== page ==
The Gulf of Mexico was the living laboratory for 16 biology students this summer.
Squid, fish, crabs, jellyfish and electric rays native to the Mobile Bay were within their grasps as they explored and researched marine organisms at the Dauphin Island Sea Lab in Alabama.
Students in the ecology and animal behavior courses at The W spent hours on a large fishing boat as it trawled for samples of marine life in various parts of the Bay. Later, creatures discovered during their excursion were dumped onto the observation table on the back deck of the boat.
Samantha Humphrey, a senior biology major from Senatobia, said, “I loved the hands-on experience. We were able to handle the different animals found in the net and later we were able to help the graduate students collect and process data from the red snapper.”
Humphrey said before this trip, she had not been able to experience any marine biology studies.
“It is charming,” she said about the area, adding that it is a wonderful offering of opportunities for students.
As a student, she recalled going on field trips with her professors. “When I was an undergraduate biology major, a lot of my professors took us on field trips—off campus, overnight. I always wanted to do that for my students.”
She started planning the trip for her students in March with overwhelming support from Dr. Dionne Fortenberry, department chair, and Sherry Durkin, administrative assistant.
The goal of the trip was two-fold, first, to get students out in the field and second to interact with graduate students.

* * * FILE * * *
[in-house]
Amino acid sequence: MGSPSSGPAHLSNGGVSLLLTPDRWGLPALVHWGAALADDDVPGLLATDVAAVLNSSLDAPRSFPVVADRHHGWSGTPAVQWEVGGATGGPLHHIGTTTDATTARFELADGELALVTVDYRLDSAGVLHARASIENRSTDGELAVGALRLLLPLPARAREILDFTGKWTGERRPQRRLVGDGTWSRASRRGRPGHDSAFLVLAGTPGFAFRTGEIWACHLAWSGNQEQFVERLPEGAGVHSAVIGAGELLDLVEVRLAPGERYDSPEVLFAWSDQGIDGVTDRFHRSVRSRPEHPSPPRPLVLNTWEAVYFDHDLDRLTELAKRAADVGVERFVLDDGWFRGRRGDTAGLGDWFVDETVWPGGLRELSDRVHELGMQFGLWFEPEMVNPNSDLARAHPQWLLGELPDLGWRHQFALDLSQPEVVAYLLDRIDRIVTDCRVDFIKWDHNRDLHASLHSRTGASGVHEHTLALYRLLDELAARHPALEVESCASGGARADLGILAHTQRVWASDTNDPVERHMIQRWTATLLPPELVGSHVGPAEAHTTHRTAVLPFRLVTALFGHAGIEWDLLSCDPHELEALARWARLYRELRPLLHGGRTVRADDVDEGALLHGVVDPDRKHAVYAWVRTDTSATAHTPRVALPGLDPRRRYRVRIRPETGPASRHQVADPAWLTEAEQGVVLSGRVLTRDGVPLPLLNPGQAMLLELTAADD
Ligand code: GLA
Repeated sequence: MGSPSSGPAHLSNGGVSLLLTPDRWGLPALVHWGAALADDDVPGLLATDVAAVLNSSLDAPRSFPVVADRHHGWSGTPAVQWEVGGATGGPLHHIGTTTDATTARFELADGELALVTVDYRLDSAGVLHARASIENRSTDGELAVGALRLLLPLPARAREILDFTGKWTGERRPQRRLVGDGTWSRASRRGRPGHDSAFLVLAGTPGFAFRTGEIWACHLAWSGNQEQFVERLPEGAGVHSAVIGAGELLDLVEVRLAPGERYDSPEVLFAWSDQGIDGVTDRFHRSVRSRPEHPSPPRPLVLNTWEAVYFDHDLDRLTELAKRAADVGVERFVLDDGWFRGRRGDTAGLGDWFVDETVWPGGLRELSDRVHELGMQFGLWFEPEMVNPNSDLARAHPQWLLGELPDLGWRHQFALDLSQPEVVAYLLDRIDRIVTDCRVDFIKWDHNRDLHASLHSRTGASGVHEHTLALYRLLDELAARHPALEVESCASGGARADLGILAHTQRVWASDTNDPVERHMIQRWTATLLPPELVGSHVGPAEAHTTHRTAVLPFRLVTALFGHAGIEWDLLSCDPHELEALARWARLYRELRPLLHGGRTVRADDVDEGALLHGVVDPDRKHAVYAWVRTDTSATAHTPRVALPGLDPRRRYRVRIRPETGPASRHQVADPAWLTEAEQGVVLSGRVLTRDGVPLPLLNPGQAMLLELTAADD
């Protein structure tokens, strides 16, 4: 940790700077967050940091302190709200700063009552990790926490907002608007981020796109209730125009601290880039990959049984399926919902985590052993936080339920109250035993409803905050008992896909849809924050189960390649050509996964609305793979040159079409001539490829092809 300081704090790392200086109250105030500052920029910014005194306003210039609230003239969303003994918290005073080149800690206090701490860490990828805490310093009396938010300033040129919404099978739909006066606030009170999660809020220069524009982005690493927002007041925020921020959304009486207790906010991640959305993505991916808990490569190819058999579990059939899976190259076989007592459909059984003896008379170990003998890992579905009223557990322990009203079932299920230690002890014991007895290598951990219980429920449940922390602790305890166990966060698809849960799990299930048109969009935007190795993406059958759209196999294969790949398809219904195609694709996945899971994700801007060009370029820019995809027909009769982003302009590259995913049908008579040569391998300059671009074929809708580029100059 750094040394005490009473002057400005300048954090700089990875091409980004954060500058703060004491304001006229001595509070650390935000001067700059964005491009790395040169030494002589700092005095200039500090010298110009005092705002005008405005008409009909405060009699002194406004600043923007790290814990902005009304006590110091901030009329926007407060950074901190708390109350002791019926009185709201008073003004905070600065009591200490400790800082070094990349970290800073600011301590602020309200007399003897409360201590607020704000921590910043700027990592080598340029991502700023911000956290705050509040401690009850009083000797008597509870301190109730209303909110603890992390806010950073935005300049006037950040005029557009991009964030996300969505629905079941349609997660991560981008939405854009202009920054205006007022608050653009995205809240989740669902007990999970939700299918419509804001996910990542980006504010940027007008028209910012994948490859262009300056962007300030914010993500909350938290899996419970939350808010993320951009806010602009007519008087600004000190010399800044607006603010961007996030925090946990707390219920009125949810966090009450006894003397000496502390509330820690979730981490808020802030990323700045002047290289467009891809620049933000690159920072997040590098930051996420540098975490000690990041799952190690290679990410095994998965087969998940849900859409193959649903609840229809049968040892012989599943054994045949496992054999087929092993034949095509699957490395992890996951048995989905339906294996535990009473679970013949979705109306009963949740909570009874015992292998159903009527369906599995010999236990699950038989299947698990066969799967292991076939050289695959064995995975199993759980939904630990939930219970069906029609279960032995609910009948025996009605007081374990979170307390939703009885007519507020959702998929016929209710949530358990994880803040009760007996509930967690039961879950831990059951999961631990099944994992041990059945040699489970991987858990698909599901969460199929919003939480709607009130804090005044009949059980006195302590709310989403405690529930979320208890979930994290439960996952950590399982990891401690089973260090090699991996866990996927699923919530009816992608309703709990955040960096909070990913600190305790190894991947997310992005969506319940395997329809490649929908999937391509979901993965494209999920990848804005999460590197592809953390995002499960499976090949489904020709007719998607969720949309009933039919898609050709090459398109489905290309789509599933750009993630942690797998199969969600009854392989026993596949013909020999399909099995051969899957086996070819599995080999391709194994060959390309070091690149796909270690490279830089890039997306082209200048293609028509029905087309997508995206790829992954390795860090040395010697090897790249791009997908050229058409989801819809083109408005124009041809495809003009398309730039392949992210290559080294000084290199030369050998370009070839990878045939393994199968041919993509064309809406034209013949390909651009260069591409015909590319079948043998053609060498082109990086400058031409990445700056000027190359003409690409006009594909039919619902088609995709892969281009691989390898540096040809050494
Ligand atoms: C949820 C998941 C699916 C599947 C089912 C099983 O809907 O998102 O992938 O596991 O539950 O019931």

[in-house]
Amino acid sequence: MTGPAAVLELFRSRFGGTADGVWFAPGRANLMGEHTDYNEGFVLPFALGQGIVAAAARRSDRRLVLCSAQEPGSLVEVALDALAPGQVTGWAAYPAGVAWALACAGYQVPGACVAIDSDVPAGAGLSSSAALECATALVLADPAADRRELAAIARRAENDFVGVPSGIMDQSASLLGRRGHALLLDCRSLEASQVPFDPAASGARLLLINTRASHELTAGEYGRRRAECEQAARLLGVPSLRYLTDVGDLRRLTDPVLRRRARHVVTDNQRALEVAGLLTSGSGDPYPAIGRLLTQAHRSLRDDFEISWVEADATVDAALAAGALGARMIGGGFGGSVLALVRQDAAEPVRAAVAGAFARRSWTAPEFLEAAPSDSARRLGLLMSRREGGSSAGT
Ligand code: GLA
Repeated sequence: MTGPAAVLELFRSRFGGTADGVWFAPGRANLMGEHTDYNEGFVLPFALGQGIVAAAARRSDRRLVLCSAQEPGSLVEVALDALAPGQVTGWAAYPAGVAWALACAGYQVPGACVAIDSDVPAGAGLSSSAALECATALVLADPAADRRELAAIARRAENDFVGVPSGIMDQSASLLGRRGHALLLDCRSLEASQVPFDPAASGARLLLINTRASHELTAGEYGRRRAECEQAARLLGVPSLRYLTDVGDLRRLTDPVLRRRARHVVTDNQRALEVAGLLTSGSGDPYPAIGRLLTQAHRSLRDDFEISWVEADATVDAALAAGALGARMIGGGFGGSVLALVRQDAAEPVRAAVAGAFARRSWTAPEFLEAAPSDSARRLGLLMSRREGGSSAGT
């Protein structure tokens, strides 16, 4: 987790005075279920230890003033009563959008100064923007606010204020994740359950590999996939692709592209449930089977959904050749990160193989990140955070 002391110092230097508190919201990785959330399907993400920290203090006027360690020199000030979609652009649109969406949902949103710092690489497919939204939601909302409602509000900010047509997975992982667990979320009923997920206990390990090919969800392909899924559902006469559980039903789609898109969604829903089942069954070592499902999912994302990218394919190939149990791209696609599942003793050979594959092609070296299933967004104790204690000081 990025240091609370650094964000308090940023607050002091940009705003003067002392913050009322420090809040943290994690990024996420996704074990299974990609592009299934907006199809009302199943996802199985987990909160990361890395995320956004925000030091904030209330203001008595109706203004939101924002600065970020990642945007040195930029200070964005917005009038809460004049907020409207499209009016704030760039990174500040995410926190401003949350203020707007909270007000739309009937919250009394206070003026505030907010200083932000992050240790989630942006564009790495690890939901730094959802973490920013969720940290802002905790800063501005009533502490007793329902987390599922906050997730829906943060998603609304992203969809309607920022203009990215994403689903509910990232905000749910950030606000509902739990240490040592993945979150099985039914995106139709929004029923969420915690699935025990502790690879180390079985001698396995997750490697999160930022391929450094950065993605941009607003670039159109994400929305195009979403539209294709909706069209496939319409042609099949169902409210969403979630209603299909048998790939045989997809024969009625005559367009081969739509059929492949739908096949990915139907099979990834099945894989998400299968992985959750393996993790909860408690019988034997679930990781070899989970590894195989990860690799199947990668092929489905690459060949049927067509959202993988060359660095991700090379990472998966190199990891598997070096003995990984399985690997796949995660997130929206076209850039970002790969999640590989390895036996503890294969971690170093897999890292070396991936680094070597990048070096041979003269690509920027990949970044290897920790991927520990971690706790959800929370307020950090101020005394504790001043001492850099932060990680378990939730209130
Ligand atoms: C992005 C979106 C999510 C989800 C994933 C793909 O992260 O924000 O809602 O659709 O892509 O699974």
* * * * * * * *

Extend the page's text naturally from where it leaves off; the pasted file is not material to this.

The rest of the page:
“Field experiences make courses like ecology and animal behavior real. There’s nothing like seeing it. There’s nothing like doing it. This is hands-on learning,” Welch added.
W students were fortunate enough to work side by side with a graduate student conducting research from another university.
“I want them to see how the collection and the processing of the samples leads to the data that are collected on a project. In other words, where the information in their text book is coming from…” Welch said.
“It really is that. Everything they read in a textbook comes out of research and making that connection and realizing that they too can be a part of this research process if that is where their interests take them.”
Dr. Paul Mack, associate professor of biology, and his students also attended the trip.
He said, “I think they got a sense of what it is like to do research. They get to see the precision with which data must be first obtained, then carefully recorded and recorded so that it is also retrievable in the future for large-scale analyses which may not have even been planned yet. It also gives them an idea of what life is like as a graduate student.”